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New findings could help explain why ADHD is often overlooked in girls

16 January 2019

For every girl with ADHD, there are three boys with the same diagnosis. But among adults, the gender ratio is more like 1:1. That’s a big discrepancy. So what’s going on? 

In 2017, Aja Louise Murray at the University of Cambridge and colleagues investigated possible predictors of childhood vs. later (adolescent/adult-onset) ADHD, and they found hints that girls tend to develop ADHD at a later age than boys.

Now a team that includes the same researchers has investigated this explicitly and in their paper in Developmental Science, they’ve confirmed it seems to be the case, which could partially explain the discrepancy in the ADHD gender ratio between children and adults.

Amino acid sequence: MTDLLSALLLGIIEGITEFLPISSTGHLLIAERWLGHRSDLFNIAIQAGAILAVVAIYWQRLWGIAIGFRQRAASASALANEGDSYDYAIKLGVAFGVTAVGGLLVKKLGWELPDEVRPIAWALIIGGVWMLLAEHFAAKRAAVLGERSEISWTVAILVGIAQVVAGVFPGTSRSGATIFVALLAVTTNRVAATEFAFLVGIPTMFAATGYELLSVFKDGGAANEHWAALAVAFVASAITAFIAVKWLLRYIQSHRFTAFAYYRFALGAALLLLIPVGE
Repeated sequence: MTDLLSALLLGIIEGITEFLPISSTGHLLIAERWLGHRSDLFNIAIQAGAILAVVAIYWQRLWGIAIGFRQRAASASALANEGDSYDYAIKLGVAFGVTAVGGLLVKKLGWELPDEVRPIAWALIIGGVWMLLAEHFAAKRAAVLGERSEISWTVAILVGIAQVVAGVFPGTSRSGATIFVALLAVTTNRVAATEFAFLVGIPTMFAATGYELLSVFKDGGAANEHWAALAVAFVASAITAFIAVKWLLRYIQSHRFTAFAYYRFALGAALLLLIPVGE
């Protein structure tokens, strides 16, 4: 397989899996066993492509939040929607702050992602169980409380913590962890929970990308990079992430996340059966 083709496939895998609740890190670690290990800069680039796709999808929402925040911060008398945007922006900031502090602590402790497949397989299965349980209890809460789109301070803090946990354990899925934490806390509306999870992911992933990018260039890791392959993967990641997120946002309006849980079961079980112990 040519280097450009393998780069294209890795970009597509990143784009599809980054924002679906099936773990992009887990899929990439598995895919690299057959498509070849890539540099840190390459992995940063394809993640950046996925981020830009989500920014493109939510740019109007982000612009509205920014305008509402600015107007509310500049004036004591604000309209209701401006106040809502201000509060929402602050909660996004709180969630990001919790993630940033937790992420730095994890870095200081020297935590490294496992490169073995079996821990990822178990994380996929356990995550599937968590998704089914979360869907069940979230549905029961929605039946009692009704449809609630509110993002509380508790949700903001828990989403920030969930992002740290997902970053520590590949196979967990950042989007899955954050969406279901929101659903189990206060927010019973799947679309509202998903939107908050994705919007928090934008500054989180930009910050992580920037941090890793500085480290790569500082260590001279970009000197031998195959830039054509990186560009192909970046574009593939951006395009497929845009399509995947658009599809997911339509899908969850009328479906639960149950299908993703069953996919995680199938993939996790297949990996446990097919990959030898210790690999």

The researchers analysed data on 1,571 children living in Zurich, Switzerland, whose teachers used a standard scale to assess symptoms of inattention and also of hyperactivity/impulsivity every year from age 7 (when the children started school) through to age 15.

Read more in a new post by Emma Young on our Research Digest blog.

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